The government’s chief scientific adviser, Mark Walport, has published a report on the internet of things (IoT), making a number of policy recommendations and warning against trivialising its importance to society.
In the introduction to his report, Walport said there was a “danger of trivialising the importance of the internet of things through examples that are used to stereotype it – for example, the fridge that orders fresh milk”.
Walport said IoT could have a much greater impact on society than the first digital revolution, with the potential to support “an extraordinary range of applications and economic opportunities”.
However, he warned there will also be potential for significant challenges around security and privacy breaches, and it will be critical that scientists, programmers and entrepreneurs behave and act responsibly.
“Equally,” wrote Walport, “policy makers can support responsible innovation and decide whether or how to legislate or regulate as necessary. Everyone involved in the IoT should be constantly scanning the horizon to anticipate and prevent, rather that deal with unforeseen consequences in retrospect.”
With this in mind, Walport made several policy recommendations for the government to consider:
The report called for the government to foster and promote a clear aspiration and vision around the IoT, with the goal of making the UK a world leader in the field, enabling goods to be produced more imaginatively, services to be provided more effectively, and scarce resources to be used more efficiently. Walport said the government will need to take a leading role in delivering this vision.
The government should be prepared to take risks and be a lead customer for early-stage IoT projects, and should use its buying power to help define best practice and commission open standards-based, interoperable and secure solutions.
Currently, IoT applications and devices tend to use relatively small amounts of bandwidth, but as more come on-stream this may change. Walport called for the government to take note that existing networks may not be suitable for millions of sensors requiring low power to communicate a lot of very small data packets, and suggested the creation of a national lower-power wide area network (WAN) to supplement existing and future fibre networks. With this in mind, Walport said the government would need to develop a roadmap for IoT infrastructure with the aim of avoiding independent, fragmented and partial networks, damaging connectivity and resilience, and could consider selling licensed spectrum space to accommodate it.
If the IoT is to flourish, interoperability and open standards must be key considerations, said Walport, to guard against cyber crime and other security threats, and support energy efficiency. The government should take a proactive role in driving this development.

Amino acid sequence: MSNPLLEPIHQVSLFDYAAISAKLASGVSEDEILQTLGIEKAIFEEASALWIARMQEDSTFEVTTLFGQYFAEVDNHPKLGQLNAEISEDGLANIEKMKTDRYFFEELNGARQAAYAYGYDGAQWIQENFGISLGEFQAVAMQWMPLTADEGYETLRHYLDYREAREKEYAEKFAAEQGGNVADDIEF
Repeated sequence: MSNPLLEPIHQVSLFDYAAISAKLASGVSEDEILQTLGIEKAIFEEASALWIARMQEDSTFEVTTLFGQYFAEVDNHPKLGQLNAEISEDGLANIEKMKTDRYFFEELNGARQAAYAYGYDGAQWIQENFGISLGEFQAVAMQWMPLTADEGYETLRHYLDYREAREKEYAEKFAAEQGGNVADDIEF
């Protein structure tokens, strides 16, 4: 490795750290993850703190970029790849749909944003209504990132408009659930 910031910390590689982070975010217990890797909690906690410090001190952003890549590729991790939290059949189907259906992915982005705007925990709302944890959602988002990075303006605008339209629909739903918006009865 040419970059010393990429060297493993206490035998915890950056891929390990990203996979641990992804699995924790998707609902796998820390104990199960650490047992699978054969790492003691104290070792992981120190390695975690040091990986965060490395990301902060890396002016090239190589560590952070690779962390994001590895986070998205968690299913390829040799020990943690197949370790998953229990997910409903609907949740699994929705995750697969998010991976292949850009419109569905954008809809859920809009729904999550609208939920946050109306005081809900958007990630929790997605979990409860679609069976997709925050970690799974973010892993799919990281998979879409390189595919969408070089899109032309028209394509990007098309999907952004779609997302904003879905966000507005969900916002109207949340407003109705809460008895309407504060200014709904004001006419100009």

The government should foster a greater range of skills to support the development of the IoT, from well-trained installers to system architects and research scientists. Walport urged the government to implement more study of algorithms in the computer-programming curriculum, and to adjust the maths curriculum to build an emphasis on using calculation to solve problems.
The government should mandate that public bodies and regulated industries are publishing reliable machine-readable data through open-application programming interfaces, subject to data protection safeguards to foster more innovation.
The government should address the need for legislative change to address new challenges that may arise, such as the protection of personal data, or who is at fault in a car crash involving driverless, connected vehicles.
The government should work hard from the outset along with the Centre for Protection of National Infrastructure (CPNI) and the Communications and Electronics Security Group (CESG) to establish “security-by-default” on the IoT, and must play a lead role in the inevitable public debate over trust and security. It should also expand digital inclusion programmes to ensure the IoT does not widen the digital divide in the UK.
Finally, the government should create an IoT advisory board made up of private and public sector organisations, including bodies such as Tech City and the Digital Catapult, to foster a deeper culture of collaboration between government and industry and “maximse the efficiency and effectiveness” of the IoT.
Walport said the digital world would become embedded throughout the manufactured and engineered products on which society now depends.
“These products are the descendants of the manufactured goods from the first industrial revolution. The role of a small number of enlightened engineers and manufacturers in the UK in the creation of the industrial revolution is uncontested.
“Nearly three centuries later, in a very different world, there is the opportunity for our best educators, scientists, engineers, designers and manufacturers to collaborate to ensure the UK plays a leading role in the next industrial revolution,” he said.
Prime minister David Cameron commented: “This is not the time to get carried away with potential. Delivering on this opportunity will require a lot more hard work, creativity and leadership.”
“The UK government, working with business, the research community and the public, stands ready to provide it,” he added.
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